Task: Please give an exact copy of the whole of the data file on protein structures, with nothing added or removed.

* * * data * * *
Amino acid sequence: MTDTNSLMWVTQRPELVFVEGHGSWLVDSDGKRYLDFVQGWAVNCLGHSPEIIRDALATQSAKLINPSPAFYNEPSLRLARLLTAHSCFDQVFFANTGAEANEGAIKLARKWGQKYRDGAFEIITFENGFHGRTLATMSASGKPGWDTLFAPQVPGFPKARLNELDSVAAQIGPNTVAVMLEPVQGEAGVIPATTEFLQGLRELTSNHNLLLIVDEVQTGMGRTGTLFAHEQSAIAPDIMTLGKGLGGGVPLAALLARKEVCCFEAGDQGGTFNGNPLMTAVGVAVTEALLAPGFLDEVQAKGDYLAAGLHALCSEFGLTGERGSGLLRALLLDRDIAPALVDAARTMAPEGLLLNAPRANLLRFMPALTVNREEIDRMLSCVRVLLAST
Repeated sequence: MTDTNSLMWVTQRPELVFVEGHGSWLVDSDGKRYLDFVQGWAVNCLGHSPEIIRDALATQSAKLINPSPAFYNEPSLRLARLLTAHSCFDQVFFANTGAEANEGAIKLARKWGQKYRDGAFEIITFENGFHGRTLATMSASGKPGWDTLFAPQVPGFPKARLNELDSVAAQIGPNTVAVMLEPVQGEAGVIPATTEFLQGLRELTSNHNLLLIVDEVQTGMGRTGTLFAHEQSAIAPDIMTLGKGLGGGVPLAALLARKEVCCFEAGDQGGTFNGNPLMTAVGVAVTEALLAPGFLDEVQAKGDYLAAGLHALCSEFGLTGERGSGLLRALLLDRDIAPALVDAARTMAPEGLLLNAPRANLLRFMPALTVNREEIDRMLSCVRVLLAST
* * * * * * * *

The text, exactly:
Amino acid sequence: MTDTNSLMWVTQRPELVFVEGHGSWLVDSDGKRYLDFVQGWAVNCLGHSPEIIRDALATQSAKLINPSPAFYNEPSLRLARLLTAHSCFDQVFFANTGAEANEGAIKLARKWGQKYRDGAFEIITFENGFHGRTLATMSASGKPGWDTLFAPQVPGFPKARLNELDSVAAQIGPNTVAVMLEPVQGEAGVIPATTEFLQGLRELTSNHNLLLIVDEVQTGMGRTGTLFAHEQSAIAPDIMTLGKGLGGGVPLAALLARKEVCCFEAGDQGGTFNGNPLMTAVGVAVTEALLAPGFLDEVQAKGDYLAAGLHALCSEFGLTGERGSGLLRALLLDRDIAPALVDAARTMAPEGLLLNAPRANLLRFMPALTVNREEIDRMLSCVRVLLAST
Repeated sequence: MTDTNSLMWVTQRPELVFVEGHGSWLVDSDGKRYLDFVQGWAVNCLGHSPEIIRDALATQSAKLINPSPAFYNEPSLRLARLLTAHSCFDQVFFANTGAEANEGAIKLARKWGQKYRDGAFEIITFENGFHGRTLATMSASGKPGWDTLFAPQVPGFPKARLNELDSVAAQIGPNTVAVMLEPVQGEAGVIPATTEFLQGLRELTSNHNLLLIVDEVQTGMGRTGTLFAHEQSAIAPDIMTLGKGLGGGVPLAALLARKEVCCFEAGDQGGTFNGNPLMTAVGVAVTEALLAPGFLDEVQAKGDYLAAGLHALCSEFGLTGERGSGLLRALLLDRDIAPALVDAARTMAPEGLLLNAPRANLLRFMPALTVNREEIDRMLSCVRVLLAST